PA Security Questions Salam Fayyad's Aid NGO Over Campaign to Help Gazans

Western diplomats see the move as an attempt by President Mahmoud Abbas to exert political pressure on his popular former prime minister.

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Then Prime Minister Salam Fayyad in his office.
Then Prime Minister Salam Fayyad in his office.Credit: Daniel Bar-On

Palestinian security officials recently questioned two employees at a nonprofit organization headed by former Palestinian Authority Prime Minister Salam Fayyad, in what some regard as an effort to exert political pressure on Fayyad after his organization launched a campaign to help needy Gazans.

Western diplomats who were informed of the incident said the questioning appears to have been carried out with the knowledge and consent of PA President Mahmoud Abbas.

“There’s no doubt that this process was initiated by orders from above,” said a Western diplomat. “Such things don’t happen just like that.”

The launching of the investigation, itself strange, was especially peculiar because of its timing — in the midst of a war in Gaza that has left more than 2,000 Palestinians dead and caused an unprecedented humanitarian crisis. Moreover, Fayyad is held in high regard by the international community.

The campaign launched by Fayyad’s group, Future for Palestine, encouraged Palestinians in the West Bank to donate drinking water and other vital equipment to needy Gazans via the United Nations Relief and Works Agency. Ads for the campaign that appeared in the Palestinian media appear to have made senior PA officials feel uncomfortable and prompted them to send Fayyad a warning by questioning his employees.

One of the reasons some say Abbas is behind the investigation is that the questioning was conducted by the Preventive Security Service, the equivalent of Israel’s Shin Bet security service, rather than the Palestinian police, which usually investigates financial irregularities.

In addition, the security officials, who arrived at the Future for Palestine offices early last week and summoned two employees for questioning the following day, also asked the workers several questions of a political nature. When the employees arrived at the appointed time, they answered a series of questions about the organization’s activities and the donations it receives, but were subsequently asked whether the organization has political ambitions or intentions.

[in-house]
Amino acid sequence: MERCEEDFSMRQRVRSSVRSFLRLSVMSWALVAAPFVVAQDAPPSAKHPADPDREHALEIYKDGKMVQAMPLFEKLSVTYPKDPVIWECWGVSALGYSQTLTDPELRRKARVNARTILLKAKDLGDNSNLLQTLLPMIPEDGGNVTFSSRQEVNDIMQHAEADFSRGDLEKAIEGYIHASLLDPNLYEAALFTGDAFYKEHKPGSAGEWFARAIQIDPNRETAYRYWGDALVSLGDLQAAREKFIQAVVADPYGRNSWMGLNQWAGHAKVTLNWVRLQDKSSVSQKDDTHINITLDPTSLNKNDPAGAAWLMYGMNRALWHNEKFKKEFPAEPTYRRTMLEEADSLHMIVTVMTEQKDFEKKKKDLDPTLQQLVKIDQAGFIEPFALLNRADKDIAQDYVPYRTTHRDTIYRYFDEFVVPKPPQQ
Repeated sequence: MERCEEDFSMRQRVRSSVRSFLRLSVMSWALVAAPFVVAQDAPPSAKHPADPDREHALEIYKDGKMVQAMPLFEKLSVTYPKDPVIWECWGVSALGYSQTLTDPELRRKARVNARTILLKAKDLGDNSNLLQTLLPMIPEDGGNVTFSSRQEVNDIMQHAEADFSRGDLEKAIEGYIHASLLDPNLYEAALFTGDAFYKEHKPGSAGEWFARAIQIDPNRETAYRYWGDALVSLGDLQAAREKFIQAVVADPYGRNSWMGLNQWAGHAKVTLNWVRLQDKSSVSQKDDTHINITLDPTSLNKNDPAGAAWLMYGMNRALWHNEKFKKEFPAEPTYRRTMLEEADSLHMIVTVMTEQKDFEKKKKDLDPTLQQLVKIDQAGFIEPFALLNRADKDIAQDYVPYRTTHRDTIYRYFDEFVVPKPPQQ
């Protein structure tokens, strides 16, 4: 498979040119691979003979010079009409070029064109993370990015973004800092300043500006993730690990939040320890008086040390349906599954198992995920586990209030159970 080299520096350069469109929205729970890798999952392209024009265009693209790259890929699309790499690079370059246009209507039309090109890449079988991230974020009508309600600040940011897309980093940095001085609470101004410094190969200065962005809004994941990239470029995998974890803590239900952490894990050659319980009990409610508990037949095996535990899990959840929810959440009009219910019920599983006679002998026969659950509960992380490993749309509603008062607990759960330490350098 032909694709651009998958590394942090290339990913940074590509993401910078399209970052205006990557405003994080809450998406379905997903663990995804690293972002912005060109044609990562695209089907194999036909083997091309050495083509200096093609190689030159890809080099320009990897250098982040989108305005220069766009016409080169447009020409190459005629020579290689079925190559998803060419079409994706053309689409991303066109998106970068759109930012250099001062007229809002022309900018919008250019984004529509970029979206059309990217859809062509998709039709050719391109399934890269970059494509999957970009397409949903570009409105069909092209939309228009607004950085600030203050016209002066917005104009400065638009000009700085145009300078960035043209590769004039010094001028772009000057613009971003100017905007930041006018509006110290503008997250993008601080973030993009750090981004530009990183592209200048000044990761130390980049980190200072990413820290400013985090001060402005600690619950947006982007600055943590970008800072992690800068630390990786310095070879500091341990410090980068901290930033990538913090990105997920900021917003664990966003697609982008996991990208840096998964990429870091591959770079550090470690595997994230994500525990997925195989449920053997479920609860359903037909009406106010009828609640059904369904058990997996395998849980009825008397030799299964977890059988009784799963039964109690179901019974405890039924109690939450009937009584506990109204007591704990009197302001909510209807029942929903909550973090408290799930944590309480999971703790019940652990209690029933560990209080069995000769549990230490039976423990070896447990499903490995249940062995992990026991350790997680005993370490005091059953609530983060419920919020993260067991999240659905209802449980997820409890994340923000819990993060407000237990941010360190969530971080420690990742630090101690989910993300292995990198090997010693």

One of the employees was asked to return for another interrogation a few days later and to bring several of the organization’s documents and internal reports.

Sources say Abbas and senior Fatah officials have been acting increasingly paranoid about the organization’s intentions, especially since some of its donations come from the United Arab Emirates, with which Abbas has very bad relations. Abbas claims that the UAE government supports Mohammad Dahlan, his staunch political rival.

Haaretz approached Fayaad several times on Monday asking for comment. Finally, he released a statement saying his group was in full compliance with all regulations.

“There has been no police search of my office or home,” Fayyad said in a statement. “There has been some activity which I am told is part of an effort on the part of the PA to verify compliance with rules and regulations. In the case of the organization I head, Future for Palestine, I am perfectly comfortable that we are in full compliance and with substantial margin to spare.”

Abbas’ office refused to comment on the incident, but his associates referred to a report by the Palestinian news agency Wafa from Sunday about the establishment of a special committee to evaluate the activity of civic action groups and nongovernmental organizations operating in the PA areas.

The report quotes Rafik Natshe, the head of the PA’s Financial and Administrative Control Administration, as saying that the aim is to regulate the activities of civic action groups operating in the West Bank and Gaza.

Fayyad resigned as prime minister in April 2013 because of sharp disagreements with Abbas. A confrontation between the two escalated over the unilateral moves in the UN Abbas promoted in September 2011, and then in November 2012. Moreover, senior PA and Fatah officials were furior with Fayaad due to his fight against corruption and over the strict oversight he had placed on the Palestinian treasury. Fayaad has since stopped commenting on diplomatic or political matters and focuses on social activism.

Nine months ago Fayyad launched Future for Palestine, which solicited funds from the Gulf states for social and economic projects in needy areas of the West Bank, including in East Jerusalem and in Area C, which is under Israeli control. These projects include digging wells in areas where there is no running water and erecting solar panels to produce and supply power to villages that aren’t connected to the electric grid.

Future for Palestine was legally registered and issues quarterly reports on its activities to the relevant PA oversight officials, although it is not required to do so.

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